Trooper is living up to his name.
The two-year-old husky cross was dragged behind a pickup truck for about three kilometres in early February, and his front right leg, face, torso and hind leg all bear ugly wounds and abrasions.
But Trooper is showing a will to live and is expected to recover, said Humane Society Yukon president Pat Banks in an e-mail Wednesday.
“Trooper is recovering well, considering the distance he was dragged,” said Banks. “Fortunately, he does not appear to have any bone or organ injuries, but his skin-related lesions are severe and will take many weeks to heal.”
Some of Trooper’s wounds to his right side are so deep they uncover muscle tissue. The dog is still on medication as a result.
He is also wearing what many call a lampshade to prevent him from licking his wounds.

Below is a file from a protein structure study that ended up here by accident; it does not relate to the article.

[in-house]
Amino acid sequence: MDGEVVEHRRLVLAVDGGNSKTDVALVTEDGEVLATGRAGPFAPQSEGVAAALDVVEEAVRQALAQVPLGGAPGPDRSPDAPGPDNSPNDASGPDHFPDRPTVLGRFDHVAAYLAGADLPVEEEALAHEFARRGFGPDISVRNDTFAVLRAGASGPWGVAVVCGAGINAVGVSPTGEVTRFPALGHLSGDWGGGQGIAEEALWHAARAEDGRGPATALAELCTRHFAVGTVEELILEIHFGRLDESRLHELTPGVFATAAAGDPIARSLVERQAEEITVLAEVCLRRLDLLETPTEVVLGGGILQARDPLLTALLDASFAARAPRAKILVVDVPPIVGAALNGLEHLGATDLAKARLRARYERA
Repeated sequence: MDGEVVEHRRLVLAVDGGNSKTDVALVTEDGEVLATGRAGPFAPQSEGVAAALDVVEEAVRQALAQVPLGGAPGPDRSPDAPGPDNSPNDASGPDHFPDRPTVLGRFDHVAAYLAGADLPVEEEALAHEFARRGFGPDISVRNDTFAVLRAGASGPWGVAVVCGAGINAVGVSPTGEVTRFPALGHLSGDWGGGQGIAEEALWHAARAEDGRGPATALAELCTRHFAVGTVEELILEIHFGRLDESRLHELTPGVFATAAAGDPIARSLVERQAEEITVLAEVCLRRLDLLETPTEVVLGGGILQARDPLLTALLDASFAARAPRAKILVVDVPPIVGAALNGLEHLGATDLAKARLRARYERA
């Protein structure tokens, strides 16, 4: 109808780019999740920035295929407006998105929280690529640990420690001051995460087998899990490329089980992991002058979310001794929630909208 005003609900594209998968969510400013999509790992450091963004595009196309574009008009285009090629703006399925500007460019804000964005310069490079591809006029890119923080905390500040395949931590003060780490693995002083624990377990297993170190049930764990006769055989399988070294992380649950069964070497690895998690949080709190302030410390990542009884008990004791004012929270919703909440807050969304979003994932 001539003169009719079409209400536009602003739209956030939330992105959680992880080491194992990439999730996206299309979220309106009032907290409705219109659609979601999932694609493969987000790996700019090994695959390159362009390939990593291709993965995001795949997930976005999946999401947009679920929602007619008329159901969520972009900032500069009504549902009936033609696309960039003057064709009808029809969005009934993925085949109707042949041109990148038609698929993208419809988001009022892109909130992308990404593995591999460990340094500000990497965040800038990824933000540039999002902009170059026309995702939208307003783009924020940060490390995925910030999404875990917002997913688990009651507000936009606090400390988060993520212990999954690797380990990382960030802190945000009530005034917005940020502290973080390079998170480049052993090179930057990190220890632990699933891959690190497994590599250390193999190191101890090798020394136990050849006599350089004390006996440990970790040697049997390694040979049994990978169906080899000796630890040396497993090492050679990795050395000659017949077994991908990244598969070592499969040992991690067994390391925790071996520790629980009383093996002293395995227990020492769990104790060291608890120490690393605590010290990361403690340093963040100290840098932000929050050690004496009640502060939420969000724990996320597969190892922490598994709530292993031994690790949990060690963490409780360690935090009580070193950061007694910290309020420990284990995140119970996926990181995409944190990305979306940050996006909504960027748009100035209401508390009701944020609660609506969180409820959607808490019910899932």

People who visit with Trooper describe a dog that is happy and friendly despite his painful injuries.
And Banks has noticed a change in his attitude since he arrived at the shelter, she said.
“Despite his injuries, Trooper is in good spirits and is a much happier dog than when he first came into our care,” she said.
Twenty-eight-year-old Stanley Gostel has been charged with three animal-bylaw infractions by Whitehorse bylaw officers.
On February 9, several witnesses stopped the man on Hamilton Boulevard in Whitehorse after watching him drag his dog behind his pickup truck at speeds up to 70 km/hr.
If convicted, Gostel could face punishment identical to a criminal animal-cruelty charge, thanks to a special provision of the Whitehorse bylaw.
A conviction of animal cruelty under the criminal code carries a maximum fine of up to $10,000 and six months in jail.
Gostel will enter a plea on April 24. (TQ)